Hometown: Arlington, TX
Majors: Mathematics, Physics
Off-Campus Experiences: Kansas State University’s Research Experience for Undergraduates (REU), 2006
Post-Graduation Plans: Ph.D. program in mathematics at the University of Virginia
Favorite W&L Memory: In 2007 I played guitar in a band that won Battle of the Bands. That was possibly the best “W&L memory” I can think of.
Favorite Class: Real Analysis
Favorite W&L Activity/Event: I’m torn between the Pi Beta Phi/Phi Beta Sigma Dance-a-thon and the W&L Students for Life vigil for the unborn, both of which I put a lot of effort into, and both of which meant a lot to me.
Favorite Campus Landmark: Lee Chapel
When I was applying to colleges, I already knew that I would go on to pursue a doctorate in mathematics. I wanted a college that would allow me to reach that goal without stifling my other interests. I wanted a liberal arts education, which for me means more than just taking classes in a variety of departments. For me, a liberal arts education means learning to enhance all aspects of your life, from academic to social to spiritual, by allowing all of these aspects to influence each other.
W&L has given me a strong liberal arts education, particularly in terms of its academics. For me, the most important part of academic life is the intellectual activity outside the classroom. I used to sit in the dining hall with my friends, talking for hours after dinner about mathematics, music, ethics, history, theology—one of my friends actually used these conversations to help write his thesis in philosophy. I was excited when he finally defended his thesis, because I felt it had grown out of a sincere, personal quest for knowledge, whereas often philosophical ideas seem contrived. At W&L, I have been involved in lots of different academic areas, not only through general education requirements, but also through genuine friendship with people who truly thirst for knowledge.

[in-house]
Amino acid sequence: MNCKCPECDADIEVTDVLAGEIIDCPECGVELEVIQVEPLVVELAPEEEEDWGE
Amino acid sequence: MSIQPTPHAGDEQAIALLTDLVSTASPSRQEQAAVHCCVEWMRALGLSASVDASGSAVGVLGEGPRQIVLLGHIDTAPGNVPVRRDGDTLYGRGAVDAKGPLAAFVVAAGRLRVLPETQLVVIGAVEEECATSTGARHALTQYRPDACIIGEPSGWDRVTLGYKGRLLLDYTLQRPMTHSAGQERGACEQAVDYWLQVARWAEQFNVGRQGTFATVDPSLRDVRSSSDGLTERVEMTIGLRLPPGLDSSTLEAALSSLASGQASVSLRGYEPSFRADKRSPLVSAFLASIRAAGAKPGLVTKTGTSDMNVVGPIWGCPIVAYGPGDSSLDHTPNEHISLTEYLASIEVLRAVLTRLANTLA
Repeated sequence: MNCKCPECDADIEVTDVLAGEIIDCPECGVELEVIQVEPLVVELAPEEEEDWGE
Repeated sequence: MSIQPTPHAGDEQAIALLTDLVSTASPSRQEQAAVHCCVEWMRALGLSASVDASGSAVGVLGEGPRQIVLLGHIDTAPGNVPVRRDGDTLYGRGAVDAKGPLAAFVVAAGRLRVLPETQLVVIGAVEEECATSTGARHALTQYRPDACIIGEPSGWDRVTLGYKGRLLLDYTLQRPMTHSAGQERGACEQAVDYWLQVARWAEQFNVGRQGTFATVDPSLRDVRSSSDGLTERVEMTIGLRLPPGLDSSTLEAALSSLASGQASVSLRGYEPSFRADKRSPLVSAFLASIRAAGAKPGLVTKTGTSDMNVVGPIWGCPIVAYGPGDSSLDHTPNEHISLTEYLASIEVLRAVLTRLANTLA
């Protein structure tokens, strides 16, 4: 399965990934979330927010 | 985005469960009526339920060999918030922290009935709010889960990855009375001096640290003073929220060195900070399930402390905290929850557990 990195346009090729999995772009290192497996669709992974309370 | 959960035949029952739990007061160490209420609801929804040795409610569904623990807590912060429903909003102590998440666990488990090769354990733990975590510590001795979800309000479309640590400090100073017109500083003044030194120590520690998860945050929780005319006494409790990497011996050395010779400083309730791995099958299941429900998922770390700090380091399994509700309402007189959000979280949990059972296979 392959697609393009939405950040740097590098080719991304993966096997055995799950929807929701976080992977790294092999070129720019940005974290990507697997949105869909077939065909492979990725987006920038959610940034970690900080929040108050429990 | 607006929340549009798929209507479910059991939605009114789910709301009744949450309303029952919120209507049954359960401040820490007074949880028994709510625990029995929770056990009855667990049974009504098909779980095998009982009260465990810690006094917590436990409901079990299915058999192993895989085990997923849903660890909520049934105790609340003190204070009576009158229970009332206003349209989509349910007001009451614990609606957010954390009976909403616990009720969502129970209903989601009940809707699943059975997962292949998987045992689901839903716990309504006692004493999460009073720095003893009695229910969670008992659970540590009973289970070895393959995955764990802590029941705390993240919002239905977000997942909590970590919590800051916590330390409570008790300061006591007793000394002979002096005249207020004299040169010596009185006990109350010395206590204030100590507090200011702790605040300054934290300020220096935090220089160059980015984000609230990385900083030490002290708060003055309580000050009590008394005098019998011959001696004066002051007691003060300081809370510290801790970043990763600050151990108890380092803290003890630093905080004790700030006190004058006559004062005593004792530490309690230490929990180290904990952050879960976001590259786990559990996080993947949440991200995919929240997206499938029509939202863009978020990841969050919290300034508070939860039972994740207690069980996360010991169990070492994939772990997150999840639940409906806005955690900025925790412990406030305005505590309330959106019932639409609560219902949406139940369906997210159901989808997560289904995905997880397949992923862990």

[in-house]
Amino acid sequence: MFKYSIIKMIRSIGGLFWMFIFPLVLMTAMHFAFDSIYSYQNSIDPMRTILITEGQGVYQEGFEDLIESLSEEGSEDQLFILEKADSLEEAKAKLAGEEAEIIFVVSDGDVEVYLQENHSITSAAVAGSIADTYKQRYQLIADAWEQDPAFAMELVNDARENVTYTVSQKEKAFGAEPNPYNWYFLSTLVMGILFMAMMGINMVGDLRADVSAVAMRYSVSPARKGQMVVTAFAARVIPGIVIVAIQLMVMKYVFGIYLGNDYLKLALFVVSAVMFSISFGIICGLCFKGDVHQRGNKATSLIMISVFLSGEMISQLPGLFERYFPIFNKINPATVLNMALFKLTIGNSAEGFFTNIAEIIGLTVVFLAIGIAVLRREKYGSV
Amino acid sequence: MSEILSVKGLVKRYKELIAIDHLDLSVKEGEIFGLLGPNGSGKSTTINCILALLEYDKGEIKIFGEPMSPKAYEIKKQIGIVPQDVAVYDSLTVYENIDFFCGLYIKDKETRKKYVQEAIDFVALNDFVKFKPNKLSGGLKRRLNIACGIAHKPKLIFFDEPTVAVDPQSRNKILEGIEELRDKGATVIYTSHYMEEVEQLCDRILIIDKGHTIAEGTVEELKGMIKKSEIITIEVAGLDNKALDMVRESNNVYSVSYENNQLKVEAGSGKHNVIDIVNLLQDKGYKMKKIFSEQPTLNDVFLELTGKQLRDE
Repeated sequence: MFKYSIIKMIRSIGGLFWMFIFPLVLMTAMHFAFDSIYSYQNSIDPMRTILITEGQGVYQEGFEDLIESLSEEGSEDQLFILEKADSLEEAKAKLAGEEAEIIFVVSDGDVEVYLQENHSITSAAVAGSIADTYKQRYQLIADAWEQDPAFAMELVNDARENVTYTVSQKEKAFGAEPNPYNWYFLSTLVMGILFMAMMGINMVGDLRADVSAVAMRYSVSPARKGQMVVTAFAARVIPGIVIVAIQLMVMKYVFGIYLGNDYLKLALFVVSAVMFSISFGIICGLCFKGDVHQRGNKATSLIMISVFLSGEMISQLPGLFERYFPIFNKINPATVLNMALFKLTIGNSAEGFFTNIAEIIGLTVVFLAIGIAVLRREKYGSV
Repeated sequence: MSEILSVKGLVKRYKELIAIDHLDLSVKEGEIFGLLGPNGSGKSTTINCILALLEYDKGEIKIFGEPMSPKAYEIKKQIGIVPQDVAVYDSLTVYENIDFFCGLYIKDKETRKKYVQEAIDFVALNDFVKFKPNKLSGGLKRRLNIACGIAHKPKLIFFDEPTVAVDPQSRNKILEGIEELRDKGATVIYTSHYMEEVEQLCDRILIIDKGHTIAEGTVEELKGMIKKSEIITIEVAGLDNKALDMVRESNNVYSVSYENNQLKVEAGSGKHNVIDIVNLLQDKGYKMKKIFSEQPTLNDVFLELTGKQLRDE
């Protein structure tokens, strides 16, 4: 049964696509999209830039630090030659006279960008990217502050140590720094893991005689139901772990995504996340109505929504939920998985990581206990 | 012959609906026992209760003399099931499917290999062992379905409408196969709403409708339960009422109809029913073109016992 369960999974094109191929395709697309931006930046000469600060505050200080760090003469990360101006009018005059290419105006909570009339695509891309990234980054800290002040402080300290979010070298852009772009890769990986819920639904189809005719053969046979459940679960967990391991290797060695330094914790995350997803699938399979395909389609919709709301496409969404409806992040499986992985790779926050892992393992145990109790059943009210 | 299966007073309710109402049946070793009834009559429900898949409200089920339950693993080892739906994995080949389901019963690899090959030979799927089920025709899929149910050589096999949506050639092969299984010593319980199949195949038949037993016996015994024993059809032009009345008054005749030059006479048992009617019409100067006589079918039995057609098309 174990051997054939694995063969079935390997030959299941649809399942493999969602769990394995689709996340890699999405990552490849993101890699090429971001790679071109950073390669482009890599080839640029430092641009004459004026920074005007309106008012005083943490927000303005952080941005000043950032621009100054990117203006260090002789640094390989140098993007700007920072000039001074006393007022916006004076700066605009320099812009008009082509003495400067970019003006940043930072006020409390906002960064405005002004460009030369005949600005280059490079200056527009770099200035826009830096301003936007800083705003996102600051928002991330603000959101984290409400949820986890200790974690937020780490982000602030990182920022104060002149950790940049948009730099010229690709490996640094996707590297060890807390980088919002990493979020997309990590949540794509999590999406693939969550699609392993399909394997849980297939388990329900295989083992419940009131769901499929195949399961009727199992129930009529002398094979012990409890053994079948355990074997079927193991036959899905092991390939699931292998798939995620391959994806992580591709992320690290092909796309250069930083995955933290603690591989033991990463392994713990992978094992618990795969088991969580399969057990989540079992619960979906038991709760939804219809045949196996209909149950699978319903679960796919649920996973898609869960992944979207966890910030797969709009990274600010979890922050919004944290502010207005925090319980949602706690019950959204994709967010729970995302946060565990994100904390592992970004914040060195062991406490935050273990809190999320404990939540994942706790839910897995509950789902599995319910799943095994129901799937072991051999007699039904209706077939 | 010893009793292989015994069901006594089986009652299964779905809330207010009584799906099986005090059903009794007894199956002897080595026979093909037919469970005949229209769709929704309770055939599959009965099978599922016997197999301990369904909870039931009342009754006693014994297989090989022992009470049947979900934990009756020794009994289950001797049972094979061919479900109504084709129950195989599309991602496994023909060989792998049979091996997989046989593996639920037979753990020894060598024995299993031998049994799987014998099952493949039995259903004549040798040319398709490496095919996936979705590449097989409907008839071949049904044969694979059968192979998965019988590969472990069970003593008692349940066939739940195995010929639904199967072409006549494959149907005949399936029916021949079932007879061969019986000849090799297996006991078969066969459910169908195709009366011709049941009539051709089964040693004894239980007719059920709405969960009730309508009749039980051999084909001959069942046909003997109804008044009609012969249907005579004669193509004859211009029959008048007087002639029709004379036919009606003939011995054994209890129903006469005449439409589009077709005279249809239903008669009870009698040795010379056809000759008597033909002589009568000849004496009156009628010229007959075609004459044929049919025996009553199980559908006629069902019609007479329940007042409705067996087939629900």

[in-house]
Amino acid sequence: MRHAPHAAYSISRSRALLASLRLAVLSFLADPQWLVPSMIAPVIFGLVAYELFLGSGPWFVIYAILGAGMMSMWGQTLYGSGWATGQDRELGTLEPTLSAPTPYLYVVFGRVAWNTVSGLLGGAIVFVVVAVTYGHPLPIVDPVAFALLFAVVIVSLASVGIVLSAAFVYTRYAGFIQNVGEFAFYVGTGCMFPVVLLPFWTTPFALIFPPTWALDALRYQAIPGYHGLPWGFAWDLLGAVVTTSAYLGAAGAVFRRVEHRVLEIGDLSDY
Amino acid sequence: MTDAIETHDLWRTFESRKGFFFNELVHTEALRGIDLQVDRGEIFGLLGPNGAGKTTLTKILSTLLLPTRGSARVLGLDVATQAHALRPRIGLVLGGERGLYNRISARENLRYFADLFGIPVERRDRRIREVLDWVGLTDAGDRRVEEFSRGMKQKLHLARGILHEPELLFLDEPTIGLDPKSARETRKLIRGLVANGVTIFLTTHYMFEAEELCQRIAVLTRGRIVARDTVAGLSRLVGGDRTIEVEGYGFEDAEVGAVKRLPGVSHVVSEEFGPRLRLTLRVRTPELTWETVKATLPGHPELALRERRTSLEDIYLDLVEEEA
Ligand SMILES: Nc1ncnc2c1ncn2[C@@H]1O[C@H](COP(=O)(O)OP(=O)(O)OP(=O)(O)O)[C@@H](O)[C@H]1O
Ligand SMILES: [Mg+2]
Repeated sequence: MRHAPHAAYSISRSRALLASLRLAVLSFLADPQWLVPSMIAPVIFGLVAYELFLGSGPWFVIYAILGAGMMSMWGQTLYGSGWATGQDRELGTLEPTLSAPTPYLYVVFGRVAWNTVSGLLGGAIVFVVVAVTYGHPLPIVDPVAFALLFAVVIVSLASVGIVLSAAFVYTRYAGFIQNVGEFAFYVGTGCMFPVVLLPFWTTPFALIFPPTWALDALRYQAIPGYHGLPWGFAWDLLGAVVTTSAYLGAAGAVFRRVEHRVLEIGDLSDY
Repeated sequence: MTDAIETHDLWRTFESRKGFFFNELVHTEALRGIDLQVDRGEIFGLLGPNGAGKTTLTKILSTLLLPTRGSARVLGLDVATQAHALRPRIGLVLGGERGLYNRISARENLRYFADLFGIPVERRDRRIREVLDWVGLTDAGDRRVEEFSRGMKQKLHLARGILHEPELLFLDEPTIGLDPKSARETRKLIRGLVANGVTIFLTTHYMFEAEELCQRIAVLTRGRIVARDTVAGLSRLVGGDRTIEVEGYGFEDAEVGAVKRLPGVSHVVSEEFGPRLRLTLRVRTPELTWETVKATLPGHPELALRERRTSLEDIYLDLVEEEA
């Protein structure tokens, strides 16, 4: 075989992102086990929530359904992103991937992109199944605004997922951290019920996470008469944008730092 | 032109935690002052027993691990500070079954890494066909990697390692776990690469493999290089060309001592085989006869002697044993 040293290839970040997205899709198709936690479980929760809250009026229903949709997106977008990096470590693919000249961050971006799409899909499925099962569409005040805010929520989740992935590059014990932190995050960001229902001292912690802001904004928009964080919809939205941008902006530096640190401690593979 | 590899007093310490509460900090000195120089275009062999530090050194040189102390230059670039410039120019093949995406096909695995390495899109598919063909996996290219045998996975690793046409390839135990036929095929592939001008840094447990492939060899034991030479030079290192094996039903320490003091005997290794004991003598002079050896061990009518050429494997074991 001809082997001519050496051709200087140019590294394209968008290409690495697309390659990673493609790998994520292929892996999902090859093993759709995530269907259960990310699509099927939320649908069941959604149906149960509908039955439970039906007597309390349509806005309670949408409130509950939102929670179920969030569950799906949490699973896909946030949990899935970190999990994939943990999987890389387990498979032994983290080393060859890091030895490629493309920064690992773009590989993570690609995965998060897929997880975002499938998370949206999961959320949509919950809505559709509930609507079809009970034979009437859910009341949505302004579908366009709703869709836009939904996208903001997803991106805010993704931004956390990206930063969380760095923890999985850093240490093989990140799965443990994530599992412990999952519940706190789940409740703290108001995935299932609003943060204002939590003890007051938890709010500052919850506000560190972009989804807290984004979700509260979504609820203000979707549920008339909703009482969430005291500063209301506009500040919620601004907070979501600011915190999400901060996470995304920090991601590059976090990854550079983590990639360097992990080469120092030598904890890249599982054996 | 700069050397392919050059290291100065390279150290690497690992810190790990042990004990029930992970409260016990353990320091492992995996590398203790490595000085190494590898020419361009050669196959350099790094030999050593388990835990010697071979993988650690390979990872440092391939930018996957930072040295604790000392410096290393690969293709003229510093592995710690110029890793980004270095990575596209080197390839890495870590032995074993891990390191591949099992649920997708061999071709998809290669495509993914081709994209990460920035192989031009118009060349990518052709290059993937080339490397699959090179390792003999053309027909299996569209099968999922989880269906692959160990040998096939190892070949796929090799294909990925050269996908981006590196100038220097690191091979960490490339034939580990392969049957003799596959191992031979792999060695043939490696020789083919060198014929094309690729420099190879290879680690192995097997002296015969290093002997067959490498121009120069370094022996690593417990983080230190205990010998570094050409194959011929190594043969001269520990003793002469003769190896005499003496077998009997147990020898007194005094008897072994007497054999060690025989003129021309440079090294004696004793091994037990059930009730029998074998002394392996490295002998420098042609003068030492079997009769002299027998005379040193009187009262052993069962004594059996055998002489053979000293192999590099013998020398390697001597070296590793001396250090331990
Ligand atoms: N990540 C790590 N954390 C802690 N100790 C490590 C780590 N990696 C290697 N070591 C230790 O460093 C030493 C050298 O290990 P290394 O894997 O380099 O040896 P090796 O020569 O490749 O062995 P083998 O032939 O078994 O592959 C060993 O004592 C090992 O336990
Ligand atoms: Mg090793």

W&L has also given me a chance to become a leader on social issues that matter to me. I served for two years as president of W&L Students for Life (SFL), the campus pro-life group. I had to step way out of my comfort zone to lead this organization. I would have preferred to keep my pro-life belief a mere intellectual opinion; but when I saw that no one else was going to step up and lead SFL, I knew I had to devote more to the pro-life cause then just my opinion.
I've gained spiritual nourishment at W&L through Reformed University Fellowship, a Christian organization on campus. Without this aspect of my college experience, I would not have been a complete person. For me, an active faith gives meaning and purpose to all aspects of life. At W&L, people of all faiths are encouraged to develop their spiritual lives--there are even awards for those students who demonstrate exceptional spiritual maturity.
In the end, W&L got me where I wanted to go: I will be attending graduate school next year in mathematics. But the journey itself has been priceless. The growth I’ve experienced in every major aspect of my life is exactly what I was looking for. I picked the right school.